Chat transcript for “The Future of Fanworks” fan panel

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On March 15th the OTW held a chat with fans. If you missed it, here’s the chat transcript! This has been edited for arrivals and departures in the room and greetings from the audience.

Visit our post about “The Future of Fanworks” discussions if you’d be interested in future events.


*Jintian
Hello and welcome! As advertised, the Organization for Transformative Works is running a series of chats during the month of March about the future of fanworks, in celebration of our Milestone Month in February.

Each discussion features a panel focusing on a different perspective: academic, fannish, industry and legal. Transcripts will be made public by Monday. (You can see the transcript for last weekend’s academic discussion)

You are currently in the fannish discussion. I’m your moderator, Jintian, and I’m a staffer with the OTW’s Communications committee.

We have some prepared questions for the panel, but we’re happy for the discussion to evolve organically.

If time permits, we’ll open up to questions from the audience — I’ll just ask you to type “raise hand” and will call on people in order.

Thanks so much to our panelists Lucy, yhlee and yifu for your time and your participation! (For our audience, their chat usernames and mine are all prefaced with a * symbol.)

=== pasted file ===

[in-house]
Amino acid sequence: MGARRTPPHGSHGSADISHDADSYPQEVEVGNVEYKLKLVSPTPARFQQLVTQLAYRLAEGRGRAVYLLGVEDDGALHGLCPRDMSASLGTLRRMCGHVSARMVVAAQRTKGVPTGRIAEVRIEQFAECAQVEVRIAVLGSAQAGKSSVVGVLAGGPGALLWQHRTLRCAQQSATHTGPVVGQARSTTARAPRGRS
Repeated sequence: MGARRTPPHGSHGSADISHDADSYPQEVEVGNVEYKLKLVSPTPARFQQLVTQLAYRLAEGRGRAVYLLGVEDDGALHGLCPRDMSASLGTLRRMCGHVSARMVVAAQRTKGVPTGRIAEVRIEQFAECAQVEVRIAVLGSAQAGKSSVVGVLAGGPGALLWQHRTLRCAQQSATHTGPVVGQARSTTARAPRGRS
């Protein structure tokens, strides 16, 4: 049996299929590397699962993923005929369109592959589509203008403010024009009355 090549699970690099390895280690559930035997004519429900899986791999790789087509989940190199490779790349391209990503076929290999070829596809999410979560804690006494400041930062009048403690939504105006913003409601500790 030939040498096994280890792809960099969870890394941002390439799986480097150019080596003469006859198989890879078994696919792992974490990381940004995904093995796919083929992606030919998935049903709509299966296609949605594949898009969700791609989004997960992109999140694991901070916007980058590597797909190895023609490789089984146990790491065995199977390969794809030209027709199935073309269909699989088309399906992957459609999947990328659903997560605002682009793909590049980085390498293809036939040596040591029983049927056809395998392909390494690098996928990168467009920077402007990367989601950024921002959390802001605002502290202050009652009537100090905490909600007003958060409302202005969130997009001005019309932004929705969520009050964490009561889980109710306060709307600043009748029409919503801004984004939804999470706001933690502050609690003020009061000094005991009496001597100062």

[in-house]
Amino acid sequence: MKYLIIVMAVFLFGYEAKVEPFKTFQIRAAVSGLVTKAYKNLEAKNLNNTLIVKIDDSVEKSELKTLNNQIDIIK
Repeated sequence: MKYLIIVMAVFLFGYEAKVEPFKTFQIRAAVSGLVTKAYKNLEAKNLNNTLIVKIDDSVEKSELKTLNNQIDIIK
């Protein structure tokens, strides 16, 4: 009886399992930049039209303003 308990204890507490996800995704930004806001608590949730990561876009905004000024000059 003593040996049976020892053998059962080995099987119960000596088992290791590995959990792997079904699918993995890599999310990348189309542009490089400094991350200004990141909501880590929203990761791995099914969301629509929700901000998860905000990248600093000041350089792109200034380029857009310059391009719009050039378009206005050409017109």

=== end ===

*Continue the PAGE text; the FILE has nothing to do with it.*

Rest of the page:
yifu = Eve

Ladies, would you like to briefly introduce yourselves? Perhaps give a quick summary of your years in fandom, primary fandoms you follow, and anything else you’d like to add.

*Eve
Hi, I’m Eve, from Indonesia. I’ve been a fan since the early 80s and my primary fandoms are anime, manga, and wuxia (Chinese martial arts lit.). The anime/manga series I follow are mostly shounen. Nice to meet you all!

*Lucy B.
I’m Lucy, aka cereta. I’ve been in fandom not quite twenty years. I probably spent the longest in DC Comics, but these days, I’m mostly into quirky stuff like Murder, She Wrote and whatever show my six-year-old is into. I ran the Fanfic Symposium way back when, and I do something on my journals called Grading Hell Theater. Hello!